Anthony Rickzo couldn't figure out why or where his family's medicine was going.
"Time after time, stuff started missing. Medicine, pills," he said.
The medicine was for Rickzo's back and for his daughter's medical condition.
He figured it wasn't anybody from outside.
"I actually blamed my children," he said.
But he thought wrong. He said it went on for two and a half months, shortly after his wife's co-worker James Cote started mowing their lawn.
They never suspected him at first, but Anthony's wife had an idea -- she suggested they put up surveillance cameras.
"I set it up Sunday night and I caught him Monday morning at 9:08," Rickzo said.
An email alerted Anthony to movement inside his house. No one was home, but his cameras were rolling.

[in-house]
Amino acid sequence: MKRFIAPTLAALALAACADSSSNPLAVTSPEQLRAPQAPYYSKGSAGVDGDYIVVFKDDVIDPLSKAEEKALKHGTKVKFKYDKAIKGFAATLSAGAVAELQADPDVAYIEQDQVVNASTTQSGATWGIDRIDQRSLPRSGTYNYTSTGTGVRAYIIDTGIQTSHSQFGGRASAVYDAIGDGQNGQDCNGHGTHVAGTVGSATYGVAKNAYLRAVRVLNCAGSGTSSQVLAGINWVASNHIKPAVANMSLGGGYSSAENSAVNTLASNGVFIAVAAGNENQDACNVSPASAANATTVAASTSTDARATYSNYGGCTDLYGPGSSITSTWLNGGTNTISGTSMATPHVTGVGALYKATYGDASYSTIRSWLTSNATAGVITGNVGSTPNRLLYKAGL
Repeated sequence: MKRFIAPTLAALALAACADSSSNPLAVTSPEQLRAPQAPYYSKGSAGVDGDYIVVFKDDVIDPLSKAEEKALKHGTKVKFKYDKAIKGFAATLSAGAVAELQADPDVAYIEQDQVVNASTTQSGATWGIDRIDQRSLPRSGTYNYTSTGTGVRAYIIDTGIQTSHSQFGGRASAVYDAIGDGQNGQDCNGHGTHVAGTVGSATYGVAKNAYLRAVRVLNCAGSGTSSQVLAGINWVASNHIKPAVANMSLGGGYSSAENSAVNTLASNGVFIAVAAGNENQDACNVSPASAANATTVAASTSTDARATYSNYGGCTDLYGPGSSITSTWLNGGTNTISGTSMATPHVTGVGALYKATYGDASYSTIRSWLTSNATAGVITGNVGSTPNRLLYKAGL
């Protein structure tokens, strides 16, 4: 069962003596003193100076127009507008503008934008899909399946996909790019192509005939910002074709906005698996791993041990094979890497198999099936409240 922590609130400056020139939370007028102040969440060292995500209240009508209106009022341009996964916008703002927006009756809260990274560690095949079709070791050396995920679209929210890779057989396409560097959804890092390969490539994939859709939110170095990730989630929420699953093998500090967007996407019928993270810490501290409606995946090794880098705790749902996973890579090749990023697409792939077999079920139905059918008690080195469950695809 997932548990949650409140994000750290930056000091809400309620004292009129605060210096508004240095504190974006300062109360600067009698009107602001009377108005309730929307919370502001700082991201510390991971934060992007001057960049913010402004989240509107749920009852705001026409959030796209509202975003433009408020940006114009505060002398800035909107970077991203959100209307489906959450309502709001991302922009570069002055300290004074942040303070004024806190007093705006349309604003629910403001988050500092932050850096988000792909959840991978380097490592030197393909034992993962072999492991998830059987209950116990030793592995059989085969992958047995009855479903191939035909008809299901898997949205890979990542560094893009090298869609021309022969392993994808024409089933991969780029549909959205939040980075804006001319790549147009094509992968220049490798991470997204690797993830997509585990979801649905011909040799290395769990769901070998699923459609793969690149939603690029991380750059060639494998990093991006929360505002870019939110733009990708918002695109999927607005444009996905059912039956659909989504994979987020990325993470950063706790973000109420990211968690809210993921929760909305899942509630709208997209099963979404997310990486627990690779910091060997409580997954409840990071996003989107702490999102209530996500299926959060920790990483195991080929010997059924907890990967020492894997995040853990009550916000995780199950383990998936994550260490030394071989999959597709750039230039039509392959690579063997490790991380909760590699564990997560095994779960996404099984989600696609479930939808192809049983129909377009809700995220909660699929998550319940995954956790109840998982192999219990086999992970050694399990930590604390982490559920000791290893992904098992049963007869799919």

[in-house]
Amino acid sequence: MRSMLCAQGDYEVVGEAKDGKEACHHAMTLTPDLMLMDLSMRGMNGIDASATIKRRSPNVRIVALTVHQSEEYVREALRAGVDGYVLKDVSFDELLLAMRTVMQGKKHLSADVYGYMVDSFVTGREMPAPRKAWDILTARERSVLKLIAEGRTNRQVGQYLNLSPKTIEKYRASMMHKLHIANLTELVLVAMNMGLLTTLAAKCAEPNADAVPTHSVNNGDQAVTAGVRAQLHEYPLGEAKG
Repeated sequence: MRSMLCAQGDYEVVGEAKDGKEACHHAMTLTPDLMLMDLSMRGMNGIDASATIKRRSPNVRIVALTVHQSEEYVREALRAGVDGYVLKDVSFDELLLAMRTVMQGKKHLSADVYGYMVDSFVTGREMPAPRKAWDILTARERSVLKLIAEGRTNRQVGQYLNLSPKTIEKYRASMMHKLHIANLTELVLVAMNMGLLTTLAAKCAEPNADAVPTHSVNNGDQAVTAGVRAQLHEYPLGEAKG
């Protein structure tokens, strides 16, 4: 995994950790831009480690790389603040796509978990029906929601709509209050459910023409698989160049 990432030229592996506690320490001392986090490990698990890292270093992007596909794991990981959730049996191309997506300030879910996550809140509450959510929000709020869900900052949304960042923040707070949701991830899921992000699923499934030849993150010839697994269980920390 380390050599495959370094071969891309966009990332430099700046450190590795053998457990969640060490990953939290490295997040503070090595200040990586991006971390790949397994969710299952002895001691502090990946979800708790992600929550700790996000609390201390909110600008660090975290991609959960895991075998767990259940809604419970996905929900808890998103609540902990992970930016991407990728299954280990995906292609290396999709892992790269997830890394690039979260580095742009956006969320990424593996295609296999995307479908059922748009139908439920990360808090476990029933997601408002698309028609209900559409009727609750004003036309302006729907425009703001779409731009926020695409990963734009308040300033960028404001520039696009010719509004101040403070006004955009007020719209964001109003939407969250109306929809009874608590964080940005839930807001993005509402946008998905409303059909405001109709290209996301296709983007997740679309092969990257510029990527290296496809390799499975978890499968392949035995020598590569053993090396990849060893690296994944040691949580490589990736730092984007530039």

"When I saw the video yesterday I couldn't believe it. I was shocked," he said.
The suspect slipped in through his daughter's unlocked window and used a flashlight to search every inch of the house.
He takes his time staying 27 minutes.
"He was going through my house, my stuff," Rickzo said.
Anthony called the Polk Sheriff's Office, and gave them the video.
They identified the burglar as James Cote -- his wife's co-worker and fellow EMT.
"I trusted the man enough to recommend him to my parents' house to do their stuff to," he said.
Deputies say Cote got away with the family's prescription drugs, tablets and more.
"I don't think it shocked us as much as it did the homeowner," said Sheriff Grady Judd.
Judd said cameras give homeowners extra eyes when they're not home.
"Buy these really inexpensive cameras, set them up in and around the house, and you can help us become a crime fighter," he said.
Anthony and his wife says they will continue to rely on their extra set of eyes.
"This will be back up in my house tonight and every night, and it will record," he said.
FOX 13 / WTVT-TV
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